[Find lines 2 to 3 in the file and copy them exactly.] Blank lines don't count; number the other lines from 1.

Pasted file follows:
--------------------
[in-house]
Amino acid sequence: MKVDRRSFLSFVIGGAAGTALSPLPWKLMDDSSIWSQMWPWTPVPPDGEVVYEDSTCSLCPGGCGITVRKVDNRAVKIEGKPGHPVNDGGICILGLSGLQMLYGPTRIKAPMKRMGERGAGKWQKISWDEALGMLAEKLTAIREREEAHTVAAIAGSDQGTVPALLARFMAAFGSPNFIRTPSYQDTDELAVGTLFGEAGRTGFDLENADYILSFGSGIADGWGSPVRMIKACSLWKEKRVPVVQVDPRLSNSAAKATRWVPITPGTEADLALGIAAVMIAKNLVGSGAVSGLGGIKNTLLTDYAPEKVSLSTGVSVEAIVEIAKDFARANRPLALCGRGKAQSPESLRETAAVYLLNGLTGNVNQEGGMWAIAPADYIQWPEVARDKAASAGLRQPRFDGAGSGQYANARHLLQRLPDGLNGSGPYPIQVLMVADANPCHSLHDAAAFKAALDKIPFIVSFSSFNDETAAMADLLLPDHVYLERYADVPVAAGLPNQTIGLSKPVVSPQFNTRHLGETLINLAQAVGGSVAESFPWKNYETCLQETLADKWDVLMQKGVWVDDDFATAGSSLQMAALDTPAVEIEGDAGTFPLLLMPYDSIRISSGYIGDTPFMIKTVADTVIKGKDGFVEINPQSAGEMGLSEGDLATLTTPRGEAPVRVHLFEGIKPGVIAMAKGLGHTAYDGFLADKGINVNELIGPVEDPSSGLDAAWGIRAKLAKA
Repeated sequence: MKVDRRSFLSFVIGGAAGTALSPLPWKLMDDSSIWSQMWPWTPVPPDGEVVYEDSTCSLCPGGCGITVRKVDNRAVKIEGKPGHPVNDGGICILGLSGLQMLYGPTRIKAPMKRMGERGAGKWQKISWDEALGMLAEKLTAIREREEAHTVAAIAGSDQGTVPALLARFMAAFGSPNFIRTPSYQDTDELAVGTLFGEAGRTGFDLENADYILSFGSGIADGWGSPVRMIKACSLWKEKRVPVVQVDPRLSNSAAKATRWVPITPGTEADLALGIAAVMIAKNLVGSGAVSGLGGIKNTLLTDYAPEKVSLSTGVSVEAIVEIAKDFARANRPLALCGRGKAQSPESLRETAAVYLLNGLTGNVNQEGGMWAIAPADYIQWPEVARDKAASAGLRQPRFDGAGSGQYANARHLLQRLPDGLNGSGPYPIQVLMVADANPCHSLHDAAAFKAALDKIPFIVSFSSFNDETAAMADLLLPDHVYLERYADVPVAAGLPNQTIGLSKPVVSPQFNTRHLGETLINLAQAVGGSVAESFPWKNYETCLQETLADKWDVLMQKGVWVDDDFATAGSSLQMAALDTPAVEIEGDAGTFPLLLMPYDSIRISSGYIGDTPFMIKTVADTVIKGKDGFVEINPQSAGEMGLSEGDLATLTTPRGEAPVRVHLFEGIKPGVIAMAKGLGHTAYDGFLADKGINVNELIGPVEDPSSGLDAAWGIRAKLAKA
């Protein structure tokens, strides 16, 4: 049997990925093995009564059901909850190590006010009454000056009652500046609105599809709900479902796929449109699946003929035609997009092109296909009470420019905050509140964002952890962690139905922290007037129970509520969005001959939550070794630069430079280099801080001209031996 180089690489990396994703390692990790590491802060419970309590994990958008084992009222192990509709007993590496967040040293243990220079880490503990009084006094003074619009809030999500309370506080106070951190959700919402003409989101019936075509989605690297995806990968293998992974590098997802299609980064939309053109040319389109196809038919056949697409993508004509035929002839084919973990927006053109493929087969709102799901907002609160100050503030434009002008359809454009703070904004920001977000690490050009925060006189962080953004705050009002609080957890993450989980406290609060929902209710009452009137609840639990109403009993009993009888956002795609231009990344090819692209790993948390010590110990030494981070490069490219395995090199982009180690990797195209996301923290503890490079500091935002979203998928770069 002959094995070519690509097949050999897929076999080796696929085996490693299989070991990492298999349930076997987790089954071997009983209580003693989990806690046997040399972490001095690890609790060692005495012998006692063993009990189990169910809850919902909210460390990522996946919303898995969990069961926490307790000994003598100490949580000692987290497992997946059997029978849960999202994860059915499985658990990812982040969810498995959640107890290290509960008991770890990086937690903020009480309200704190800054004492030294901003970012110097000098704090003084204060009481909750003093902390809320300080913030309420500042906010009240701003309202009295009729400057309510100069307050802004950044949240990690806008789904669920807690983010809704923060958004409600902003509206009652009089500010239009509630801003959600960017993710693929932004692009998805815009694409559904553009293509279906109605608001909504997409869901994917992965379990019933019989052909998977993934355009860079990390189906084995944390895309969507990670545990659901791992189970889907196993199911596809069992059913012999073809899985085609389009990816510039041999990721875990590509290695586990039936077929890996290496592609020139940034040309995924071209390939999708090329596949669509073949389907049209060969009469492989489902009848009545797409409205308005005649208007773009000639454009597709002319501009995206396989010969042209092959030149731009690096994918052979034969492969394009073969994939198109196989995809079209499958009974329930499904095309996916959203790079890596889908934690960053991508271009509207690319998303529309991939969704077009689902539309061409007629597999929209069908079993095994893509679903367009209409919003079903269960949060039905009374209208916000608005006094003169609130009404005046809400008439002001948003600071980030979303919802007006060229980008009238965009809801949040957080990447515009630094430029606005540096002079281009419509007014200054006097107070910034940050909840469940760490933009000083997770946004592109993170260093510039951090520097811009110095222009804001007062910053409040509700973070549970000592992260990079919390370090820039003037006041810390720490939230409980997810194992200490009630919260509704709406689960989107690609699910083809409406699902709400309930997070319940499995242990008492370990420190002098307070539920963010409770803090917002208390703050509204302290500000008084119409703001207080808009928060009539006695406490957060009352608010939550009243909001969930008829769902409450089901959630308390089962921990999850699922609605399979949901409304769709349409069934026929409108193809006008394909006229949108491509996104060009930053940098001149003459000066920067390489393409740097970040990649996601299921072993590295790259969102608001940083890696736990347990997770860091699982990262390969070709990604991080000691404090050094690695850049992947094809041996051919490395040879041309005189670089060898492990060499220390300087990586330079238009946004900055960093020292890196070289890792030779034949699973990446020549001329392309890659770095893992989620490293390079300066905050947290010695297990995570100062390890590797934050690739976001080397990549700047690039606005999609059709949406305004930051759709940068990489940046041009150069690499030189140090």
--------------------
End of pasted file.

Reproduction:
Amino acid sequence: MKVDRRSFLSFVIGGAAGTALSPLPWKLMDDSSIWSQMWPWTPVPPDGEVVYEDSTCSLCPGGCGITVRKVDNRAVKIEGKPGHPVNDGGICILGLSGLQMLYGPTRIKAPMKRMGERGAGKWQKISWDEALGMLAEKLTAIREREEAHTVAAIAGSDQGTVPALLARFMAAFGSPNFIRTPSYQDTDELAVGTLFGEAGRTGFDLENADYILSFGSGIADGWGSPVRMIKACSLWKEKRVPVVQVDPRLSNSAAKATRWVPITPGTEADLALGIAAVMIAKNLVGSGAVSGLGGIKNTLLTDYAPEKVSLSTGVSVEAIVEIAKDFARANRPLALCGRGKAQSPESLRETAAVYLLNGLTGNVNQEGGMWAIAPADYIQWPEVARDKAASAGLRQPRFDGAGSGQYANARHLLQRLPDGLNGSGPYPIQVLMVADANPCHSLHDAAAFKAALDKIPFIVSFSSFNDETAAMADLLLPDHVYLERYADVPVAAGLPNQTIGLSKPVVSPQFNTRHLGETLINLAQAVGGSVAESFPWKNYETCLQETLADKWDVLMQKGVWVDDDFATAGSSLQMAALDTPAVEIEGDAGTFPLLLMPYDSIRISSGYIGDTPFMIKTVADTVIKGKDGFVEINPQSAGEMGLSEGDLATLTTPRGEAPVRVHLFEGIKPGVIAMAKGLGHTAYDGFLADKGINVNELIGPVEDPSSGLDAAWGIRAKLAKA
Repeated sequence: MKVDRRSFLSFVIGGAAGTALSPLPWKLMDDSSIWSQMWPWTPVPPDGEVVYEDSTCSLCPGGCGITVRKVDNRAVKIEGKPGHPVNDGGICILGLSGLQMLYGPTRIKAPMKRMGERGAGKWQKISWDEALGMLAEKLTAIREREEAHTVAAIAGSDQGTVPALLARFMAAFGSPNFIRTPSYQDTDELAVGTLFGEAGRTGFDLENADYILSFGSGIADGWGSPVRMIKACSLWKEKRVPVVQVDPRLSNSAAKATRWVPITPGTEADLALGIAAVMIAKNLVGSGAVSGLGGIKNTLLTDYAPEKVSLSTGVSVEAIVEIAKDFARANRPLALCGRGKAQSPESLRETAAVYLLNGLTGNVNQEGGMWAIAPADYIQWPEVARDKAASAGLRQPRFDGAGSGQYANARHLLQRLPDGLNGSGPYPIQVLMVADANPCHSLHDAAAFKAALDKIPFIVSFSSFNDETAAMADLLLPDHVYLERYADVPVAAGLPNQTIGLSKPVVSPQFNTRHLGETLINLAQAVGGSVAESFPWKNYETCLQETLADKWDVLMQKGVWVDDDFATAGSSLQMAALDTPAVEIEGDAGTFPLLLMPYDSIRISSGYIGDTPFMIKTVADTVIKGKDGFVEINPQSAGEMGLSEGDLATLTTPRGEAPVRVHLFEGIKPGVIAMAKGLGHTAYDGFLADKGINVNELIGPVEDPSSGLDAAWGIRAKLAKA